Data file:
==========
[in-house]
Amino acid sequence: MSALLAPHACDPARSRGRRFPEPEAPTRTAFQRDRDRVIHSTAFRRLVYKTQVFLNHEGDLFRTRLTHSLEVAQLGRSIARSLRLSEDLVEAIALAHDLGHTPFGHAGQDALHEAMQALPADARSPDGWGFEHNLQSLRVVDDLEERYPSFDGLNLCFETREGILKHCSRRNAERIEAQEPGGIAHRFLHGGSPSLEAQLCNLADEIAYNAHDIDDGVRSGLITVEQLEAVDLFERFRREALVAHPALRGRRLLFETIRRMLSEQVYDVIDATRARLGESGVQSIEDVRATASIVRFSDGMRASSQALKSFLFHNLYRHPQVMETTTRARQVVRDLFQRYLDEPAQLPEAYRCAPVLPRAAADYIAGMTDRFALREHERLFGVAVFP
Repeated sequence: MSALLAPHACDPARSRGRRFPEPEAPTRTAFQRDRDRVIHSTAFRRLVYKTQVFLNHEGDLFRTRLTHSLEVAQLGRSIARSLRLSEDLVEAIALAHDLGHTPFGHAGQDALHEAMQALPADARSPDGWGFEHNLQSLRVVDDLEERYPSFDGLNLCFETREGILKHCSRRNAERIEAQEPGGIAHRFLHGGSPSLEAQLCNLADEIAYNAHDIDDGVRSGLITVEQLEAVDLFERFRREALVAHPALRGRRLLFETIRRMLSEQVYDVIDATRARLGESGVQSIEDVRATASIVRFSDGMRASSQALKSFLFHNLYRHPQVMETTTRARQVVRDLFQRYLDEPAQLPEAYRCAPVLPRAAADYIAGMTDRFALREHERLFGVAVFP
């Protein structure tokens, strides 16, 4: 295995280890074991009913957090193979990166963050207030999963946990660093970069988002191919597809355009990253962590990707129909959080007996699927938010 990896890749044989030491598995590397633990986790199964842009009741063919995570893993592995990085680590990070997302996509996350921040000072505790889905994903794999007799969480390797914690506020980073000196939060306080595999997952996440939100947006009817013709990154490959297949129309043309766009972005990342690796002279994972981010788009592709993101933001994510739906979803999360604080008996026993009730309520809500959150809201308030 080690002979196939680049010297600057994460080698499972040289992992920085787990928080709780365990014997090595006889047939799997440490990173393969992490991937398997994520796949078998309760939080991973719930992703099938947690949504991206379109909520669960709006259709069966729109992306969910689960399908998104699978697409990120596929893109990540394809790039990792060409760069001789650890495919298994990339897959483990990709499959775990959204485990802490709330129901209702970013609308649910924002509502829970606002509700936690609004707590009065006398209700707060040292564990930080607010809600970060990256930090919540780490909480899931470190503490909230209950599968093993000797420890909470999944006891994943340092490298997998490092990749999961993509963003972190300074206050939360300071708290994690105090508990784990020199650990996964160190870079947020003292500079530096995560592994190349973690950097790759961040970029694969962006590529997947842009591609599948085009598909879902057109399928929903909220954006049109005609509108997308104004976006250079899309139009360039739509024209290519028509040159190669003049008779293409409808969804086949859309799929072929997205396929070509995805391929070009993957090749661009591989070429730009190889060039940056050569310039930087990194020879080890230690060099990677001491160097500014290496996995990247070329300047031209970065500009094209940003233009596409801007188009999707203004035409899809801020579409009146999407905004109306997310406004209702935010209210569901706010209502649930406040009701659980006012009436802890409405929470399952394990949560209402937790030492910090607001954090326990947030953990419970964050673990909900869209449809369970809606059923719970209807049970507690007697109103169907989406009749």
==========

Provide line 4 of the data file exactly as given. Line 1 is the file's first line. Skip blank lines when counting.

């Protein structure tokens, strides 16, 4: 295995280890074991009913957090193979990166963050207030999963946990660093970069988002191919597809355009990253962590990707129909959080007996699927938010 990896890749044989030491598995590397633990986790199964842009009741063919995570893993592995990085680590990070997302996509996350921040000072505790889905994903794999007799969480390797914690506020980073000196939060306080595999997952996440939100947006009817013709990154490959297949129309043309766009972005990342690796002279994972981010788009592709993101933001994510739906979803999360604080008996026993009730309520809500959150809201308030 080690002979196939680049010297600057994460080698499972040289992992920085787990928080709780365990014997090595006889047939799997440490990173393969992490991937398997994520796949078998309760939080991973719930992703099938947690949504991206379109909520669960709006259709069966729109992306969910689960399908998104699978697409990120596929893109990540394809790039990792060409760069001789650890495919298994990339897959483990990709499959775990959204485990802490709330129901209702970013609308649910924002509502829970606002509700936690609004707590009065006398209700707060040292564990930080607010809600970060990256930090919540780490909480899931470190503490909230209950599968093993000797420890909470999944006891994943340092490298997998490092990749999961993509963003972190300074206050939360300071708290994690105090508990784990020199650990996964160190870079947020003292500079530096995560592994190349973690950097790759961040970029694969962006590529997947842009591609599948085009598909879902057109399928929903909220954006049109005609509108997308104004976006250079899309139009360039739509024209290519028509040159190669003049008779293409409808969804086949859309799929072929997205396929070509995805391929070009993957090749661009591989070429730009190889060039940056050569310039930087990194020879080890230690060099990677001491160097500014290496996995990247070329300047031209970065500009094209940003233009596409801007188009999707203004035409899809801020579409009146999407905004109306997310406004209702935010209210569901706010209502649930406040009701659980006012009436802890409405929470399952394990949560209402937790030492910090607001954090326990947030953990419970964050673990909900869209449809369970809606059923719970209807049970507690007697109103169907989406009749």